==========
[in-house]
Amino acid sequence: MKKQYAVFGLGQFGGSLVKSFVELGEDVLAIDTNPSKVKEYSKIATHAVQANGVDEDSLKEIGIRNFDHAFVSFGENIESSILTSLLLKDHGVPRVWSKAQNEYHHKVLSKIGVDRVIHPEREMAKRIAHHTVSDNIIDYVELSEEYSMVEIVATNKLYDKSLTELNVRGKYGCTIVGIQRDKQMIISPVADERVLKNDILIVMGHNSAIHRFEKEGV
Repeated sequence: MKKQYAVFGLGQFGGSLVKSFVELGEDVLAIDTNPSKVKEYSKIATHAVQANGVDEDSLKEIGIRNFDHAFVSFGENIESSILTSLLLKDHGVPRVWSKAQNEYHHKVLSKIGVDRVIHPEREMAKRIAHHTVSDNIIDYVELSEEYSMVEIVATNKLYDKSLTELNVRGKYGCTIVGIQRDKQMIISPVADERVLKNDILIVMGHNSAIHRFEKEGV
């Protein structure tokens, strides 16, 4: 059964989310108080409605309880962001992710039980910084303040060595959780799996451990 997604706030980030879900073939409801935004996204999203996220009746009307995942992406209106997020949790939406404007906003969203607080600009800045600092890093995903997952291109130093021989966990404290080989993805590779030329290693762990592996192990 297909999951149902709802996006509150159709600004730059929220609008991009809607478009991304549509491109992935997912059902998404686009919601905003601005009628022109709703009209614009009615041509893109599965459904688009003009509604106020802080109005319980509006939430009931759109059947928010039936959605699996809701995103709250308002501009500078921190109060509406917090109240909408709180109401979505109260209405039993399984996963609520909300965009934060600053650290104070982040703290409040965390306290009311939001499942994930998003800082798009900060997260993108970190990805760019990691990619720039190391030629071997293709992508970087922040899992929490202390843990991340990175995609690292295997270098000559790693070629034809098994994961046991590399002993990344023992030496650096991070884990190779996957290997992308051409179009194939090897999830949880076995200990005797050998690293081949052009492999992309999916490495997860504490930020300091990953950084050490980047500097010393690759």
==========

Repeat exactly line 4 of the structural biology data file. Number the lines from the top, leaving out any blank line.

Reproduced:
């Protein structure tokens, strides 16, 4: 059964989310108080409605309880962001992710039980910084303040060595959780799996451990 997604706030980030879900073939409801935004996204999203996220009746009307995942992406209106997020949790939406404007906003969203607080600009800045600092890093995903997952291109130093021989966990404290080989993805590779030329290693762990592996192990 297909999951149902709802996006509150159709600004730059929220609008991009809607478009991304549509491109992935997912059902998404686009919601905003601005009628022109709703009209614009009615041509893109599965459904688009003009509604106020802080109005319980509006939430009931759109059947928010039936959605699996809701995103709250308002501009500078921190109060509406917090109240909408709180109401979505109260209405039993399984996963609520909300965009934060600053650290104070982040703290409040965390306290009311939001499942994930998003800082798009900060997260993108970190990805760019990691990619720039190391030629071997293709992508970087922040899992929490202390843990991340990175995609690292295997270098000559790693070629034809098994994961046991590399002993990344023992030496650096991070884990190779996957290997992308051409179009194939090897999830949880076995200990005797050998690293081949052009492999992309999916490495997860504490930020300091990953950084050490980047500097010393690759």